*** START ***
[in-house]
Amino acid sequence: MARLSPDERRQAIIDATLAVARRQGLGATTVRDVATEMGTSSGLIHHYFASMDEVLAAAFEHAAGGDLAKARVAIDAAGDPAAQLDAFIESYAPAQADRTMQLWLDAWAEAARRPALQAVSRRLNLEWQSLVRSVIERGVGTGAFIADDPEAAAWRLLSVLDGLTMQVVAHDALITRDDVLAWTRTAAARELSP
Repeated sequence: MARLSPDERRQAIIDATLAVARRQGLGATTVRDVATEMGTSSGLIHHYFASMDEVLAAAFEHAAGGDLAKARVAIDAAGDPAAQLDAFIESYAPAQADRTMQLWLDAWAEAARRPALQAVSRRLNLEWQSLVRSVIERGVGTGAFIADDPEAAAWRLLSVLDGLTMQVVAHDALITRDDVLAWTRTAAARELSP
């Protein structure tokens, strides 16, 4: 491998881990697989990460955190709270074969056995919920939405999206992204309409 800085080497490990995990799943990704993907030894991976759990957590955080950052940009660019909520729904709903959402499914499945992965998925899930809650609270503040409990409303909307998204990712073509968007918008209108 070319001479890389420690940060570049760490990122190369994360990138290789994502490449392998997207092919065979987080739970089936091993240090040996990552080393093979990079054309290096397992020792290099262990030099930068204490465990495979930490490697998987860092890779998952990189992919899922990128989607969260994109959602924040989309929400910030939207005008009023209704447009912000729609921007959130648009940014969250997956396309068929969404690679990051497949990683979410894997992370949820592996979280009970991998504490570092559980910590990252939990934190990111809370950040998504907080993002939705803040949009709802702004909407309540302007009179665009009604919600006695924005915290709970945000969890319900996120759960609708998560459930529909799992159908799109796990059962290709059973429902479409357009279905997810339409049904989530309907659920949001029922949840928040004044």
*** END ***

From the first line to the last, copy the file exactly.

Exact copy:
[in-house]
Amino acid sequence: MARLSPDERRQAIIDATLAVARRQGLGATTVRDVATEMGTSSGLIHHYFASMDEVLAAAFEHAAGGDLAKARVAIDAAGDPAAQLDAFIESYAPAQADRTMQLWLDAWAEAARRPALQAVSRRLNLEWQSLVRSVIERGVGTGAFIADDPEAAAWRLLSVLDGLTMQVVAHDALITRDDVLAWTRTAAARELSP
Repeated sequence: MARLSPDERRQAIIDATLAVARRQGLGATTVRDVATEMGTSSGLIHHYFASMDEVLAAAFEHAAGGDLAKARVAIDAAGDPAAQLDAFIESYAPAQADRTMQLWLDAWAEAARRPALQAVSRRLNLEWQSLVRSVIERGVGTGAFIADDPEAAAWRLLSVLDGLTMQVVAHDALITRDDVLAWTRTAAARELSP
């Protein structure tokens, strides 16, 4: 491998881990697989990460955190709270074969056995919920939405999206992204309409 800085080497490990995990799943990704993907030894991976759990957590955080950052940009660019909520729904709903959402499914499945992965998925899930809650609270503040409990409303909307998204990712073509968007918008209108 070319001479890389420690940060570049760490990122190369994360990138290789994502490449392998997207092919065979987080739970089936091993240090040996990552080393093979990079054309290096397992020792290099262990030099930068204490465990495979930490490697998987860092890779998952990189992919899922990128989607969260994109959602924040989309929400910030939207005008009023209704447009912000729609921007959130648009940014969250997956396309068929969404690679990051497949990683979410894997992370949820592996979280009970991998504490570092559980910590990252939990934190990111809370950040998504907080993002939705803040949009709802702004909407309540302007009179665009009604919600006695924005915290709970945000969890319900996120759960609708998560459930529909799992159908799109796990059962290709059973429902479409357009279905997810339409049904989530309907659920949001029922949840928040004044």